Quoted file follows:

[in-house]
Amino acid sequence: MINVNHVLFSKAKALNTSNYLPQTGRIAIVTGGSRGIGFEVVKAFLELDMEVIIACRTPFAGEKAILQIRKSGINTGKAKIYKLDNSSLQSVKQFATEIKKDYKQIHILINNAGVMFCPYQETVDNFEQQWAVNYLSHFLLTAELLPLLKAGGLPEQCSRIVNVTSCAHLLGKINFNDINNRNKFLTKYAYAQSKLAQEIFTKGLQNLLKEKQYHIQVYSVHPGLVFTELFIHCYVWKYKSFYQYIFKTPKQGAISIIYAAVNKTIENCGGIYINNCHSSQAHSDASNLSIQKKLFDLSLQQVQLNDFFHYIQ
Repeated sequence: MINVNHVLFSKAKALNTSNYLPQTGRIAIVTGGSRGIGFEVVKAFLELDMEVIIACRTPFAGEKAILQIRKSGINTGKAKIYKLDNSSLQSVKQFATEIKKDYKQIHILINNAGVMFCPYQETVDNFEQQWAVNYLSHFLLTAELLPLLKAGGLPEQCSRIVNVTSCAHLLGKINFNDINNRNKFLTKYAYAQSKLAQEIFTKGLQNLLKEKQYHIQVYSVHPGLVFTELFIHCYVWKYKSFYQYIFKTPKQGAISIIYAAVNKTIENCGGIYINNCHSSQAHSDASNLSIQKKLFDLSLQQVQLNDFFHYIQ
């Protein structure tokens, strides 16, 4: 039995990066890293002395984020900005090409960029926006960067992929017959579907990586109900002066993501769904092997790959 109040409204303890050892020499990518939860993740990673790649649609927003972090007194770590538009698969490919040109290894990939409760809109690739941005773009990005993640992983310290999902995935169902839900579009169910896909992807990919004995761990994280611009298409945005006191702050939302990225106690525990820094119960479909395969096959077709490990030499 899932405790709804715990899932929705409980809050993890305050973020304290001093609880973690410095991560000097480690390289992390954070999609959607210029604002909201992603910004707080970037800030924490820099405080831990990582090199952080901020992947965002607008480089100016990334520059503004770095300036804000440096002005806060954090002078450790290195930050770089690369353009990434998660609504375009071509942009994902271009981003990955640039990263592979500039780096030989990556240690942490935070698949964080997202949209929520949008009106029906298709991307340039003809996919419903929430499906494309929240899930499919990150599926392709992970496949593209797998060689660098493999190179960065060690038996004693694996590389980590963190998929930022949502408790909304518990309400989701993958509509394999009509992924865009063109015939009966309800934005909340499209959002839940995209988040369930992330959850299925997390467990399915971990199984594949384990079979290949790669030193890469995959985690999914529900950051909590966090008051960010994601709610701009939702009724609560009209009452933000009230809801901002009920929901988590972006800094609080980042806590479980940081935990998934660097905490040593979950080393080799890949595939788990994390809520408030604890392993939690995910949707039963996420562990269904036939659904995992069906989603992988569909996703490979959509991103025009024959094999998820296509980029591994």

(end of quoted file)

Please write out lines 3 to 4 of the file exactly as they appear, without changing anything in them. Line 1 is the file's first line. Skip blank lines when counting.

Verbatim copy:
Repeated sequence: MINVNHVLFSKAKALNTSNYLPQTGRIAIVTGGSRGIGFEVVKAFLELDMEVIIACRTPFAGEKAILQIRKSGINTGKAKIYKLDNSSLQSVKQFATEIKKDYKQIHILINNAGVMFCPYQETVDNFEQQWAVNYLSHFLLTAELLPLLKAGGLPEQCSRIVNVTSCAHLLGKINFNDINNRNKFLTKYAYAQSKLAQEIFTKGLQNLLKEKQYHIQVYSVHPGLVFTELFIHCYVWKYKSFYQYIFKTPKQGAISIIYAAVNKTIENCGGIYINNCHSSQAHSDASNLSIQKKLFDLSLQQVQLNDFFHYIQ
């Protein structure tokens, strides 16, 4: 039995990066890293002395984020900005090409960029926006960067992929017959579907990586109900002066993501769904092997790959 109040409204303890050892020499990518939860993740990673790649649609927003972090007194770590538009698969490919040109290894990939409760809109690739941005773009990005993640992983310290999902995935169902839900579009169910896909992807990919004995761990994280611009298409945005006191702050939302990225106690525990820094119960479909395969096959077709490990030499 899932405790709804715990899932929705409980809050993890305050973020304290001093609880973690410095991560000097480690390289992390954070999609959607210029604002909201992603910004707080970037800030924490820099405080831990990582090199952080901020992947965002607008480089100016990334520059503004770095300036804000440096002005806060954090002078450790290195930050770089690369353009990434998660609504375009071509942009994902271009981003990955640039990263592979500039780096030989990556240690942490935070698949964080997202949209929520949008009106029906298709991307340039003809996919419903929430499906494309929240899930499919990150599926392709992970496949593209797998060689660098493999190179960065060690038996004693694996590389980590963190998929930022949502408790909304518990309400989701993958509509394999009509992924865009063109015939009966309800934005909340499209959002839940995209988040369930992330959850299925997390467990399915971990199984594949384990079979290949790669030193890469995959985690999914529900950051909590966090008051960010994601709610701009939702009724609560009209009452933000009230809801901002009920929901988590972006800094609080980042806590479980940081935990998934660097905490040593979950080393080799890949595939788990994390809520408030604890392993939690995910949707039963996420562990269904036939659904995992069906989603992988569909996703490979959509991103025009024959094999998820296509980029591994």